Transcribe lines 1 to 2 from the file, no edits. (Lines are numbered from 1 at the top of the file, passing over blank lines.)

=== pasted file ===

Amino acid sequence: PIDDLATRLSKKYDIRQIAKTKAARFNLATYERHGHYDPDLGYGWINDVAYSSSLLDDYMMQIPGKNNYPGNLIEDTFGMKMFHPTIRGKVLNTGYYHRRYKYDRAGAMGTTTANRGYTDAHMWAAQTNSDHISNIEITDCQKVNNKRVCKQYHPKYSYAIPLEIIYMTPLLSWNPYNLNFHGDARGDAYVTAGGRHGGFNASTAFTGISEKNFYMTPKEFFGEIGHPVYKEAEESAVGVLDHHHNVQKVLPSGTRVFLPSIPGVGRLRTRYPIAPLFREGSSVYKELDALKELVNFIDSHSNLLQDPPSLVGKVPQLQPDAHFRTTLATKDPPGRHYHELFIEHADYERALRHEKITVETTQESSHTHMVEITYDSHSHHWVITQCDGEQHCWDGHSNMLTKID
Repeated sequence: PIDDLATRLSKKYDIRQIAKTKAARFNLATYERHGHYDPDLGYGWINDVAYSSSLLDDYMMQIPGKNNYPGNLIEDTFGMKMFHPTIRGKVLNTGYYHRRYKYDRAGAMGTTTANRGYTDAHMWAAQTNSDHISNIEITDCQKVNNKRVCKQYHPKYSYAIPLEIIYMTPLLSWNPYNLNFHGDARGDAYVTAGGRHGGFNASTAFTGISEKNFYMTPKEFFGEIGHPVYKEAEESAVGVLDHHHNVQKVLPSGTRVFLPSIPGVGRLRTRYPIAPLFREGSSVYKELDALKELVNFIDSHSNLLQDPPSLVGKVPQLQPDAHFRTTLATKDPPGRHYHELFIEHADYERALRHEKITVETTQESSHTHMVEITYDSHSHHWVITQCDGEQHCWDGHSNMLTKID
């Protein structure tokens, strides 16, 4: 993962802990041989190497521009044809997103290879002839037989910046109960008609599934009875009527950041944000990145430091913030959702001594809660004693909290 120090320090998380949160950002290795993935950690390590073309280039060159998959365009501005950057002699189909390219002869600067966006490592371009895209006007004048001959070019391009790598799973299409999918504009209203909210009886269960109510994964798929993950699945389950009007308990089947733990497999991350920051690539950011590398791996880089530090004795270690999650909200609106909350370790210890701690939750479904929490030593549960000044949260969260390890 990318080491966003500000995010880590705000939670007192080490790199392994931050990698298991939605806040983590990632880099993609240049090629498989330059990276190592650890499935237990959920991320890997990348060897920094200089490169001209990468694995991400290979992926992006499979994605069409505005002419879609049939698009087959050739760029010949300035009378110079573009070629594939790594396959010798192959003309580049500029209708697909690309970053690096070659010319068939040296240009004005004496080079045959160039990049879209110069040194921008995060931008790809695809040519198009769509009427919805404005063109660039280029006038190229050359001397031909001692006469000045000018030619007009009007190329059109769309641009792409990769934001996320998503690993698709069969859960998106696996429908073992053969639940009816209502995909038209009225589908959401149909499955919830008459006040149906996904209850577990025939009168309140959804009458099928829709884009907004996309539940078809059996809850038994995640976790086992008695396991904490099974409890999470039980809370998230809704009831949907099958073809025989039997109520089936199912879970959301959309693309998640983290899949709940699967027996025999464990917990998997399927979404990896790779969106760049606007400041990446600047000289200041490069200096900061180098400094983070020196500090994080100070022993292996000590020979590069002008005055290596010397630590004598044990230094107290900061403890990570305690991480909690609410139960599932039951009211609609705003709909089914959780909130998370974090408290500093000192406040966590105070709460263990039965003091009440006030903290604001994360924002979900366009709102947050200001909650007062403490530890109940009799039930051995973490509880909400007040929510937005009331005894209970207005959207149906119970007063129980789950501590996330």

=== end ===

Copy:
Amino acid sequence: PIDDLATRLSKKYDIRQIAKTKAARFNLATYERHGHYDPDLGYGWINDVAYSSSLLDDYMMQIPGKNNYPGNLIEDTFGMKMFHPTIRGKVLNTGYYHRRYKYDRAGAMGTTTANRGYTDAHMWAAQTNSDHISNIEITDCQKVNNKRVCKQYHPKYSYAIPLEIIYMTPLLSWNPYNLNFHGDARGDAYVTAGGRHGGFNASTAFTGISEKNFYMTPKEFFGEIGHPVYKEAEESAVGVLDHHHNVQKVLPSGTRVFLPSIPGVGRLRTRYPIAPLFREGSSVYKELDALKELVNFIDSHSNLLQDPPSLVGKVPQLQPDAHFRTTLATKDPPGRHYHELFIEHADYERALRHEKITVETTQESSHTHMVEITYDSHSHHWVITQCDGEQHCWDGHSNMLTKID
Repeated sequence: PIDDLATRLSKKYDIRQIAKTKAARFNLATYERHGHYDPDLGYGWINDVAYSSSLLDDYMMQIPGKNNYPGNLIEDTFGMKMFHPTIRGKVLNTGYYHRRYKYDRAGAMGTTTANRGYTDAHMWAAQTNSDHISNIEITDCQKVNNKRVCKQYHPKYSYAIPLEIIYMTPLLSWNPYNLNFHGDARGDAYVTAGGRHGGFNASTAFTGISEKNFYMTPKEFFGEIGHPVYKEAEESAVGVLDHHHNVQKVLPSGTRVFLPSIPGVGRLRTRYPIAPLFREGSSVYKELDALKELVNFIDSHSNLLQDPPSLVGKVPQLQPDAHFRTTLATKDPPGRHYHELFIEHADYERALRHEKITVETTQESSHTHMVEITYDSHSHHWVITQCDGEQHCWDGHSNMLTKID